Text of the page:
Transitioning: Moving on

This will be my second in what I am calling my transitioning section of my blog.  I briefly spoke about how I write out an obituary for both my relationship and my ex partner.  This allows me to properly put closure upon the relationship, but I think I have to further explain at what point I complete this.  With my ex of 8 and a half years it actually took me over a year and a half to be able to write a concise and more importantly genuine one about him.  Whereas, it only took me a year to be able to write one for the relationship.  For myself, I had to be honest about where the heart break had actually taken me.  Further to this, what I had actually learned both good and bad about myself with him, and without him.
There is no use trying to force a conclusion on something if there are unresolved emotions to go through.  And I think one of the hardest parts for me, as I have alluded to before, is that finding of a new way to deal with your emotions.  Your emotional crutch for lack of a better word is not longer in your life, and thus you are dealing with a loss of both that person and the relationship.  And although I had cried out numerous times, just let this pain be over, it took much longer that I wanted to be able to find peace in the past.  It is surprising the range of emotions that sneak up on you when you are able to visual a conclusion prior to being ready emotionally.  But this pointed out to me, the very issues that were unresolved, and painted a clear picture of what adjustments needed to be made in my life.  Not to forget and forgive, but to ensure that I learned what I needed and could apply it to future interactions. 
I cannot stress enough just how important this is to me.  I have written about living a life free of regret, and having such a balanced and rational view of the world allows me to accomplish this to the fullest.  If I don’t make peace with my past actions and behaviors, then I cannot move forward.  I’m not sure if this is too morbid of a way to bring closure to a relationship, or rather to share with my readers.  But I am honest in my methodology to help me with the grieving process.  Time is an important factor and there is nothing I can say or do to take away the pain that is felt during a breakup.  Just that when it is over, you do need to find a way that works to move on.  Gauge reasonable to yourself, but seek out those in your life to give you re-assurance as to time spent mourning.  If your best friend says it’s time to get out of the house and move on, chances are your best friend is right.  Too many times I have seen women and men, 20 years after a painful divorce still bear the burden of loss.   They will still react uncontrollably with emotion, or pain, and life is too short to hold onto the past so fiercely.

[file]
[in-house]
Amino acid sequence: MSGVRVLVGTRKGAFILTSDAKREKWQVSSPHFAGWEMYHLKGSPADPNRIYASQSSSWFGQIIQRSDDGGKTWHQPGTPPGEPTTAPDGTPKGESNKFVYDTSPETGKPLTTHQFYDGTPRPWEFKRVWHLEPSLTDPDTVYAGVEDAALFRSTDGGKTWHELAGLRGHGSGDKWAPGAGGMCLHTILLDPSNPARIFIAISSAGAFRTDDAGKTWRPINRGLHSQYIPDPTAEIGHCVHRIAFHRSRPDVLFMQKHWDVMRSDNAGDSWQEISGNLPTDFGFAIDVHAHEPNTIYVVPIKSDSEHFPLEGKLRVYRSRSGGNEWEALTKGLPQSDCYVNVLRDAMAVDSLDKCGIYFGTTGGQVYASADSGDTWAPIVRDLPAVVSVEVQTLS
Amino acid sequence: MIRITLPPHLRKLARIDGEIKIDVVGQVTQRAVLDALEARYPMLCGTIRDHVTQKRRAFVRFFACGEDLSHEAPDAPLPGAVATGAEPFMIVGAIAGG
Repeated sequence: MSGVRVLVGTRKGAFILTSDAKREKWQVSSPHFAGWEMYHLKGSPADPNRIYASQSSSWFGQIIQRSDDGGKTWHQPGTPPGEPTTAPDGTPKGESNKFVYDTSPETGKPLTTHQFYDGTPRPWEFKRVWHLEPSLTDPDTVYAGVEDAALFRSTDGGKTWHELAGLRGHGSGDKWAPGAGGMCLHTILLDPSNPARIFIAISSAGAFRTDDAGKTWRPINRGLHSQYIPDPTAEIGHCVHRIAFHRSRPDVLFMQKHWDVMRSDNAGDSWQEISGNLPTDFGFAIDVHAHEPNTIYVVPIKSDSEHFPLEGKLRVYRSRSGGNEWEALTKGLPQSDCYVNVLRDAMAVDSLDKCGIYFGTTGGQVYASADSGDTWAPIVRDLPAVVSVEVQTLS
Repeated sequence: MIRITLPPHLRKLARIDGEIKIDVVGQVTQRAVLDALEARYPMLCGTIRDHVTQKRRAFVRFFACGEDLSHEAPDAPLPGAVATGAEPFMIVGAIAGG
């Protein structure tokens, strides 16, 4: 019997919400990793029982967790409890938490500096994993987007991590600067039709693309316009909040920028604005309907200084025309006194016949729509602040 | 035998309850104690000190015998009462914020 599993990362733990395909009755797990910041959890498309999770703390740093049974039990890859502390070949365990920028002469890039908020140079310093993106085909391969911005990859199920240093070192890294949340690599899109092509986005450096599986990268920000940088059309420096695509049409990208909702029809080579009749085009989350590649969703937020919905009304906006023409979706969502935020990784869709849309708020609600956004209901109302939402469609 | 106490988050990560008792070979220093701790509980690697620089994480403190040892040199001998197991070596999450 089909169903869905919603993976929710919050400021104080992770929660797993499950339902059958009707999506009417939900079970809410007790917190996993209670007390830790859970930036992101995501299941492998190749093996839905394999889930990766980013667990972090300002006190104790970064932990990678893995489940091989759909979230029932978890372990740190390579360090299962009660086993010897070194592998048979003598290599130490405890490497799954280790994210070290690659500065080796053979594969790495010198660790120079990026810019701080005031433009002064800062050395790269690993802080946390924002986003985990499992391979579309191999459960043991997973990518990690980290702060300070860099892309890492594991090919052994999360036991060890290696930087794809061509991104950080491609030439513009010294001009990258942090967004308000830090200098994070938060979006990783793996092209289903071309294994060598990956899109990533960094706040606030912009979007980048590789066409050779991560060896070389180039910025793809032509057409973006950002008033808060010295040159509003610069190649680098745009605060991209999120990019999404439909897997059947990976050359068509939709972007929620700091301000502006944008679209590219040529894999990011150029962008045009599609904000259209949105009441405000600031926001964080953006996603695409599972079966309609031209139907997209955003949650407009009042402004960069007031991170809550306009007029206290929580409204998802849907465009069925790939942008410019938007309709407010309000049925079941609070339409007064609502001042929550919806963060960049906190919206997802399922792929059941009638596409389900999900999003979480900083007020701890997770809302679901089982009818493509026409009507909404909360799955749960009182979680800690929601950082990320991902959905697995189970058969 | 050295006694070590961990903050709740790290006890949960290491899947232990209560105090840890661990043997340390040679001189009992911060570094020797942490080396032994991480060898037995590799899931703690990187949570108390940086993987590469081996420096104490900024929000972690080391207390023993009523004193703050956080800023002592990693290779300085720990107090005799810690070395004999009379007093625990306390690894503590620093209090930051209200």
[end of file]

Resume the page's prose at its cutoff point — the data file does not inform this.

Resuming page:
So learn how to move on, in whatever reasonable amount of time it takes you.  I know that it will be a while before I can lay to rest the relationship that I just came out of.  I still experience a range of emotion, but I am working to deal, learn and grow so that my next opportunity at love is even better than this one was.  Moving on isn’t simple, in fact I would say it is the most challenging part of the ending of things.  Breaking up is pain, moving on is strength.  

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